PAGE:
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Getting Older and Staying Physically Active

older man and woman riding bicycles


Being active and maintaining your fitness is an excellent way to stay well as you age. Older adults are more likely to be inactive so take steps to protect your health.

Physical activity is vital to preventing falls. It can also give you more energy, boost self-confidence, protect your brain, and help you stay independent. Here are some tips to help you get up and active.

  • Aim to be active often
    The amount of physical activity recommended for adults by the Canadian Physical Activity Guidelines is at least 150 minutes of moderate to vigourous intensity aerobic activity a week. Things like brisk walking, light jogging or bicycling and sports like tennis and badminton are great ways to meet the 150 minutes each week.

Did You Know?
The Province funded 18 Seniors' Community Parks in BC with free outdoor exercise equipment. Many other BC communities have built outdoor parks to help older adults stay healthy.

  • Talk to a fitness professional for free
    Talk to a professional by calling the free Physical Activity Services at HealthLink BC. They can answer questions and help you create a custom physical activity plan. Call Physical Activity Services at HealthLink BC for free at 8-1-1.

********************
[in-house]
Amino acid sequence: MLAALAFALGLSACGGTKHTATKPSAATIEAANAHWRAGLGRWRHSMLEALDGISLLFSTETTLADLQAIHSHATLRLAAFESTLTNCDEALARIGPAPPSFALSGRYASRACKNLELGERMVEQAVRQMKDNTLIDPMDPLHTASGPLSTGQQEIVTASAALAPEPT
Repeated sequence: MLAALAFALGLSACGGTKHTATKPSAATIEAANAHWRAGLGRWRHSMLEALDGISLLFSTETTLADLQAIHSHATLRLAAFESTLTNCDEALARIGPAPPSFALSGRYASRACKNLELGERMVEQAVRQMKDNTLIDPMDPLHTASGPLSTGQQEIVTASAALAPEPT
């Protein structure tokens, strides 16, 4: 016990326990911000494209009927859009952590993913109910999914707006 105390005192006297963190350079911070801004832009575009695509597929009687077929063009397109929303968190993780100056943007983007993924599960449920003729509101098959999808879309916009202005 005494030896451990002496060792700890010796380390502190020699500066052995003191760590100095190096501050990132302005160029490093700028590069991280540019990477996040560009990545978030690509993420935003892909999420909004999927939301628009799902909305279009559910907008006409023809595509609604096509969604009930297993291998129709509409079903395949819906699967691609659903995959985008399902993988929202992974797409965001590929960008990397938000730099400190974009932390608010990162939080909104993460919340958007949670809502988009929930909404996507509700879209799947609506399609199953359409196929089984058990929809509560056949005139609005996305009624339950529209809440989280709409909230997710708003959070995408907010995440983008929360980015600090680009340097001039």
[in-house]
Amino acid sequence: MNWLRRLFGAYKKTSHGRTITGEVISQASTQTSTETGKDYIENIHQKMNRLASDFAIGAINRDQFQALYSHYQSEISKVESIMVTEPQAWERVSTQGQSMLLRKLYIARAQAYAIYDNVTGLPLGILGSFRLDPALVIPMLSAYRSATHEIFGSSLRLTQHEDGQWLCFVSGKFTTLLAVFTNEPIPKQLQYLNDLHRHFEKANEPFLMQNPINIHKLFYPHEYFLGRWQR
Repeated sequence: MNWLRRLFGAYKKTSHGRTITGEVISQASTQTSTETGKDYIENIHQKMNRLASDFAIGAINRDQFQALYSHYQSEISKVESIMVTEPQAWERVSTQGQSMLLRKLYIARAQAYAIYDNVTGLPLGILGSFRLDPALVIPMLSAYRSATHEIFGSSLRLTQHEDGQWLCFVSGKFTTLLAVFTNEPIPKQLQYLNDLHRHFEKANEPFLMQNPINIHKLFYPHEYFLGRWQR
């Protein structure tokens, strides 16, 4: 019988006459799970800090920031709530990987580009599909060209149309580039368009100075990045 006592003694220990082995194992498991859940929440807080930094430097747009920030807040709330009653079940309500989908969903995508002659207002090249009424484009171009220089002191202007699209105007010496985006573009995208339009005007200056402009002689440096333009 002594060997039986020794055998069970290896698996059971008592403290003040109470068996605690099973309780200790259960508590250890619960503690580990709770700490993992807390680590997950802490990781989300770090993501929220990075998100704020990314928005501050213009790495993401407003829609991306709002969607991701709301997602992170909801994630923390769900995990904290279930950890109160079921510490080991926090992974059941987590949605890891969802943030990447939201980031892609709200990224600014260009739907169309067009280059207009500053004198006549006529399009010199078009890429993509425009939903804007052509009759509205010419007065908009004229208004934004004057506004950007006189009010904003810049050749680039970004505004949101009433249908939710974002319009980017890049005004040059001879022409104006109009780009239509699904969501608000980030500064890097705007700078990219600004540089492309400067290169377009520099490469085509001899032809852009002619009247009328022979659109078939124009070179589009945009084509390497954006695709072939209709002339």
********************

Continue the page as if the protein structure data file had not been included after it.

• Try a new activity
    Find a workout “buddy” or join an activity class at your local rec center. This helps your motivation and commitment.
  • Set Goals
    Keep a list of your daily activities, set goals, and track your progress. This helps identify activities that you enjoy – and will help to make a fitness plan. Tracking your activities will also reduce putting it off and help keep you focused and celebrate successes.
  • Maintain your muscles
    Weight bearing activities in your daily routine will build muscle mass and help prevent falls.  Lifting weights, walking, dancing, climbing stairs, gardening, yoga, Tai Chi, and golf are activities that can help maintain your muscle mass.
  • Walk more
    Regular walking is an excellent way to be active. Make the effort to add more walking to your daily routine.
  • Stand more and sit less
    Sitting for long periods can increase your risk of heart disease and stroke. If you are doing something that requires sitting, get up every 20 minutes to walk and stretch.
  • Boost your brain health
    Regular physical activity can:
    • Lower your risk of Type 2 diabetes and high blood pressure, which are associated with dementia and Alzheimer’s disease.
    • Increase blood flow to your brain, bringing oxygen and nutrients, keeping your brain healthy.
    • Improve your mental well-being through socializing and taking part in community events or programs.

Get Moving!
Find enjoyable routines for your fitness level on Move for Life

Last Updated: October 1, 2015